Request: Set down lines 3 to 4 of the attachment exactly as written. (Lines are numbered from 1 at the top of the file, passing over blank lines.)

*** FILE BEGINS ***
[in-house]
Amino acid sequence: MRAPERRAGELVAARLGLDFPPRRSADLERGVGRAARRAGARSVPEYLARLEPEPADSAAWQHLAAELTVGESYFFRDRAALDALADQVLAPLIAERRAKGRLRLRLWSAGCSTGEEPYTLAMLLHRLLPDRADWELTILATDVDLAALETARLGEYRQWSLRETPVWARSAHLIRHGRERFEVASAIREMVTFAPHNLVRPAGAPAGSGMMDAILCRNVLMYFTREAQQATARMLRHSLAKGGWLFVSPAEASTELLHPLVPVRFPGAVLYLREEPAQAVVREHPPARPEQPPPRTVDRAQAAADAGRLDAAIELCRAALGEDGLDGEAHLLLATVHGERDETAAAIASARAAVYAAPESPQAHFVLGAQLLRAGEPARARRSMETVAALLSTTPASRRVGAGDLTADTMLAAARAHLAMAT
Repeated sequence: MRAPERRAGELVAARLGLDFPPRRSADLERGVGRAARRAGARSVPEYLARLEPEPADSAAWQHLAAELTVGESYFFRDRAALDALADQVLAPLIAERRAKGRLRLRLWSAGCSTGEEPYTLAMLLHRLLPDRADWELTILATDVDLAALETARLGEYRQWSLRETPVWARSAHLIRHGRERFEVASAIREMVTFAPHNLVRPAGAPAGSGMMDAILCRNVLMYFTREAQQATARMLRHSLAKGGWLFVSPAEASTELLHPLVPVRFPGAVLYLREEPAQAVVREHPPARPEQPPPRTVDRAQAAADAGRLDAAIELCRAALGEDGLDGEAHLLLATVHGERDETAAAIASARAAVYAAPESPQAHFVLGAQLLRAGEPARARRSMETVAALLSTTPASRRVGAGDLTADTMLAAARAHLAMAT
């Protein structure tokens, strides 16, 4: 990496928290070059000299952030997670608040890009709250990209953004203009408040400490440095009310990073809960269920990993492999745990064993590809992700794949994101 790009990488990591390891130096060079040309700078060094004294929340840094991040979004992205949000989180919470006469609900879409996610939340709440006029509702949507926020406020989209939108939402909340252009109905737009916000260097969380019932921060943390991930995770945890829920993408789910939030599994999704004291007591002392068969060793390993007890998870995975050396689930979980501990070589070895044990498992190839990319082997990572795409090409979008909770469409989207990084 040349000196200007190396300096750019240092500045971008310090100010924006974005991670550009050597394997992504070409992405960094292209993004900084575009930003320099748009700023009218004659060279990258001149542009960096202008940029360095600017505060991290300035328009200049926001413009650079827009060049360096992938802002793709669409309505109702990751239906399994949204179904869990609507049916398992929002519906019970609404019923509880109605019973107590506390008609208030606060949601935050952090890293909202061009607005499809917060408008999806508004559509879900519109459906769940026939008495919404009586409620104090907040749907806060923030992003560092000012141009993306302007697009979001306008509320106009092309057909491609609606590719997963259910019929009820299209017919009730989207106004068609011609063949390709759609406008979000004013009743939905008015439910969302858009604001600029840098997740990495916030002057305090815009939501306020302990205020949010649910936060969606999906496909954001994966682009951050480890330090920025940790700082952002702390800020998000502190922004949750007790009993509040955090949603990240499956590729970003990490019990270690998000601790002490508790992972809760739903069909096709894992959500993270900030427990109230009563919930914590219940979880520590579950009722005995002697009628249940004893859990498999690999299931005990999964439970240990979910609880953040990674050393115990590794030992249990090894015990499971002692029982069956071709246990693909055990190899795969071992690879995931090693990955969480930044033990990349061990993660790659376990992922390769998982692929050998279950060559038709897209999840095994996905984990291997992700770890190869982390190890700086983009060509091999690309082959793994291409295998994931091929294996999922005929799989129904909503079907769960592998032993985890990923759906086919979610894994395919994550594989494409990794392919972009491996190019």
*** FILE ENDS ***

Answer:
Repeated sequence: MRAPERRAGELVAARLGLDFPPRRSADLERGVGRAARRAGARSVPEYLARLEPEPADSAAWQHLAAELTVGESYFFRDRAALDALADQVLAPLIAERRAKGRLRLRLWSAGCSTGEEPYTLAMLLHRLLPDRADWELTILATDVDLAALETARLGEYRQWSLRETPVWARSAHLIRHGRERFEVASAIREMVTFAPHNLVRPAGAPAGSGMMDAILCRNVLMYFTREAQQATARMLRHSLAKGGWLFVSPAEASTELLHPLVPVRFPGAVLYLREEPAQAVVREHPPARPEQPPPRTVDRAQAAADAGRLDAAIELCRAALGEDGLDGEAHLLLATVHGERDETAAAIASARAAVYAAPESPQAHFVLGAQLLRAGEPARARRSMETVAALLSTTPASRRVGAGDLTADTMLAAARAHLAMAT
């Protein structure tokens, strides 16, 4: 990496928290070059000299952030997670608040890009709250990209953004203009408040400490440095009310990073809960269920990993492999745990064993590809992700794949994101 790009990488990591390891130096060079040309700078060094004294929340840094991040979004992205949000989180919470006469609900879409996610939340709440006029509702949507926020406020989209939108939402909340252009109905737009916000260097969380019932921060943390991930995770945890829920993408789910939030599994999704004291007591002392068969060793390993007890998870995975050396689930979980501990070589070895044990498992190839990319082997990572795409090409979008909770469409989207990084 040349000196200007190396300096750019240092500045971008310090100010924006974005991670550009050597394997992504070409992405960094292209993004900084575009930003320099748009700023009218004659060279990258001149542009960096202008940029360095600017505060991290300035328009200049926001413009650079827009060049360096992938802002793709669409309505109702990751239906399994949204179904869990609507049916398992929002519906019970609404019923509880109605019973107590506390008609208030606060949601935050952090890293909202061009607005499809917060408008999806508004559509879900519109459906769940026939008495919404009586409620104090907040749907806060923030992003560092000012141009993306302007697009979001306008509320106009092309057909491609609606590719997963259910019929009820299209017919009730989207106004068609011609063949390709759609406008979000004013009743939905008015439910969302858009604001600029840098997740990495916030002057305090815009939501306020302990205020949010649910936060969606999906496909954001994966682009951050480890330090920025940790700082952002702390800020998000502190922004949750007790009993509040955090949603990240499956590729970003990490019990270690998000601790002490508790992972809760739903069909096709894992959500993270900030427990109230009563919930914590219940979880520590579950009722005995002697009628249940004893859990498999690999299931005990999964439970240990979910609880953040990674050393115990590794030992249990090894015990499971002692029982069956071709246990693909055990190899795969071992690879995931090693990955969480930044033990990349061990993660790659376990992922390769998982692929050998279950060559038709897209999840095994996905984990291997992700770890190869982390190890700086983009060509091999690309082959793994291409295998994931091929294996999922005929799989129904909503079907769960592998032993985890990923759906086919979610894994395919994550594989494409990794392919972009491996190019």